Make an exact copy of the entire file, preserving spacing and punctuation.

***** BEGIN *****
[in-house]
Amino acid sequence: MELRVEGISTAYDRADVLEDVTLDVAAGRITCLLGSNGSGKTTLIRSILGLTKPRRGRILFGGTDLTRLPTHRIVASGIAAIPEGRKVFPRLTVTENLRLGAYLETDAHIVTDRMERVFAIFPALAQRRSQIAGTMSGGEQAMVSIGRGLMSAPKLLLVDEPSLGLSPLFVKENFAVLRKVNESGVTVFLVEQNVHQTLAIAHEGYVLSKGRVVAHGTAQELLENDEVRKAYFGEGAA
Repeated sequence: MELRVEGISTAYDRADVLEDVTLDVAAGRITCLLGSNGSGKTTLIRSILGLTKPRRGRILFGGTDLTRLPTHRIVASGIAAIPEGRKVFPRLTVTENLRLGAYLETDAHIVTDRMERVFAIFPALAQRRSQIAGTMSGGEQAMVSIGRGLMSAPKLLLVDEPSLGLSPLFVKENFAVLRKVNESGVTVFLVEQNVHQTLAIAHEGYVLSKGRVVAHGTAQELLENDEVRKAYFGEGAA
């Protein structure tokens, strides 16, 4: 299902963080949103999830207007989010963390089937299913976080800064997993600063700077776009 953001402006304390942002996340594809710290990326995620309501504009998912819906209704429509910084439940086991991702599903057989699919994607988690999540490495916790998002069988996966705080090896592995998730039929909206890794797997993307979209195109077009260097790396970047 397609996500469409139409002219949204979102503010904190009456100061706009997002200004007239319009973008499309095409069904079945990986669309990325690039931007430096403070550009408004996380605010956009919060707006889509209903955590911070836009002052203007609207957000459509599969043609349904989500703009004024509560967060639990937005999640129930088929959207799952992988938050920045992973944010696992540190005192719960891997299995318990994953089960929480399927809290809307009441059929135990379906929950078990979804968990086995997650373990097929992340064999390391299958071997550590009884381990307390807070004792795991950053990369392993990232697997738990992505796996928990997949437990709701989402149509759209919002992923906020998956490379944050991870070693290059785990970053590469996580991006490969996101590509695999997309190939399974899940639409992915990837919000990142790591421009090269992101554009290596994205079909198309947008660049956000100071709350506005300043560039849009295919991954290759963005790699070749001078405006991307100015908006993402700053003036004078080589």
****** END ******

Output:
[in-house]
Amino acid sequence: MELRVEGISTAYDRADVLEDVTLDVAAGRITCLLGSNGSGKTTLIRSILGLTKPRRGRILFGGTDLTRLPTHRIVASGIAAIPEGRKVFPRLTVTENLRLGAYLETDAHIVTDRMERVFAIFPALAQRRSQIAGTMSGGEQAMVSIGRGLMSAPKLLLVDEPSLGLSPLFVKENFAVLRKVNESGVTVFLVEQNVHQTLAIAHEGYVLSKGRVVAHGTAQELLENDEVRKAYFGEGAA
Repeated sequence: MELRVEGISTAYDRADVLEDVTLDVAAGRITCLLGSNGSGKTTLIRSILGLTKPRRGRILFGGTDLTRLPTHRIVASGIAAIPEGRKVFPRLTVTENLRLGAYLETDAHIVTDRMERVFAIFPALAQRRSQIAGTMSGGEQAMVSIGRGLMSAPKLLLVDEPSLGLSPLFVKENFAVLRKVNESGVTVFLVEQNVHQTLAIAHEGYVLSKGRVVAHGTAQELLENDEVRKAYFGEGAA
């Protein structure tokens, strides 16, 4: 299902963080949103999830207007989010963390089937299913976080800064997993600063700077776009 953001402006304390942002996340594809710290990326995620309501504009998912819906209704429509910084439940086991991702599903057989699919994607988690999540490495916790998002069988996966705080090896592995998730039929909206890794797997993307979209195109077009260097790396970047 397609996500469409139409002219949204979102503010904190009456100061706009997002200004007239319009973008499309095409069904079945990986669309990325690039931007430096403070550009408004996380605010956009919060707006889509209903955590911070836009002052203007609207957000459509599969043609349904989500703009004024509560967060639990937005999640129930088929959207799952992988938050920045992973944010696992540190005192719960891997299995318990994953089960929480399927809290809307009441059929135990379906929950078990979804968990086995997650373990097929992340064999390391299958071997550590009884381990307390807070004792795991950053990369392993990232697997738990992505796996928990997949437990709701989402149509759209919002992923906020998956490379944050991870070693290059785990970053590469996580991006490969996101590509695999997309190939399974899940639409992915990837919000990142790591421009090269992101554009290596994205079909198309947008660049956000100071709350506005300043560039849009295919991954290759963005790699070749001078405006991307100015908006993402700053003036004078080589």